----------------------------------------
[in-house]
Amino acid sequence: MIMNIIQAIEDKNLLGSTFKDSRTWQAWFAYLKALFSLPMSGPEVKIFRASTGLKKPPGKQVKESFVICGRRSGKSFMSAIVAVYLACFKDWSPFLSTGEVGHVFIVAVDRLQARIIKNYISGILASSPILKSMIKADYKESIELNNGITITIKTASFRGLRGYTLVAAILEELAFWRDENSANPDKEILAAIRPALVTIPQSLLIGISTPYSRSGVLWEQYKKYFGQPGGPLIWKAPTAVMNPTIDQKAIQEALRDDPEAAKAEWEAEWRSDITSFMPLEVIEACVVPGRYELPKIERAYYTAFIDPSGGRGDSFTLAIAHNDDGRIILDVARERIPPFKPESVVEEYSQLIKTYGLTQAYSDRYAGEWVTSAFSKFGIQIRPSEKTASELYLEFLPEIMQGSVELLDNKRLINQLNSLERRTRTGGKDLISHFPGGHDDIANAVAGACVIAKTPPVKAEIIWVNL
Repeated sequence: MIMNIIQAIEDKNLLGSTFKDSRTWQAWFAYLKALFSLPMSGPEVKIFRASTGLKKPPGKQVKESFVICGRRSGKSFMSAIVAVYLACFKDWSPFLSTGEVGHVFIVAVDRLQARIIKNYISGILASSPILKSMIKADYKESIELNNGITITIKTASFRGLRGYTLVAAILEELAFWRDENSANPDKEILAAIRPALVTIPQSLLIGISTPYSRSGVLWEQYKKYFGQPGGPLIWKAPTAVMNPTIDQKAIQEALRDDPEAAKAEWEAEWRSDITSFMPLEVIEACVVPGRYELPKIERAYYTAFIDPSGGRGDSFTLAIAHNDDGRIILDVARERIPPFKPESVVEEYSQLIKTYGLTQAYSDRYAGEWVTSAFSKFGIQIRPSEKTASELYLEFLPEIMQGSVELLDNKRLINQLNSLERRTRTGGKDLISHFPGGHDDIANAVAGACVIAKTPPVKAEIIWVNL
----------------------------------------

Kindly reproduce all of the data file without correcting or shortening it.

[in-house]
Amino acid sequence: MIMNIIQAIEDKNLLGSTFKDSRTWQAWFAYLKALFSLPMSGPEVKIFRASTGLKKPPGKQVKESFVICGRRSGKSFMSAIVAVYLACFKDWSPFLSTGEVGHVFIVAVDRLQARIIKNYISGILASSPILKSMIKADYKESIELNNGITITIKTASFRGLRGYTLVAAILEELAFWRDENSANPDKEILAAIRPALVTIPQSLLIGISTPYSRSGVLWEQYKKYFGQPGGPLIWKAPTAVMNPTIDQKAIQEALRDDPEAAKAEWEAEWRSDITSFMPLEVIEACVVPGRYELPKIERAYYTAFIDPSGGRGDSFTLAIAHNDDGRIILDVARERIPPFKPESVVEEYSQLIKTYGLTQAYSDRYAGEWVTSAFSKFGIQIRPSEKTASELYLEFLPEIMQGSVELLDNKRLINQLNSLERRTRTGGKDLISHFPGGHDDIANAVAGACVIAKTPPVKAEIIWVNL
Repeated sequence: MIMNIIQAIEDKNLLGSTFKDSRTWQAWFAYLKALFSLPMSGPEVKIFRASTGLKKPPGKQVKESFVICGRRSGKSFMSAIVAVYLACFKDWSPFLSTGEVGHVFIVAVDRLQARIIKNYISGILASSPILKSMIKADYKESIELNNGITITIKTASFRGLRGYTLVAAILEELAFWRDENSANPDKEILAAIRPALVTIPQSLLIGISTPYSRSGVLWEQYKKYFGQPGGPLIWKAPTAVMNPTIDQKAIQEALRDDPEAAKAEWEAEWRSDITSFMPLEVIEACVVPGRYELPKIERAYYTAFIDPSGGRGDSFTLAIAHNDDGRIILDVARERIPPFKPESVVEEYSQLIKTYGLTQAYSDRYAGEWVTSAFSKFGIQIRPSEKTASELYLEFLPEIMQGSVELLDNKRLINQLNSLERRTRTGGKDLISHFPGGHDDIANAVAGACVIAKTPPVKAEIIWVNL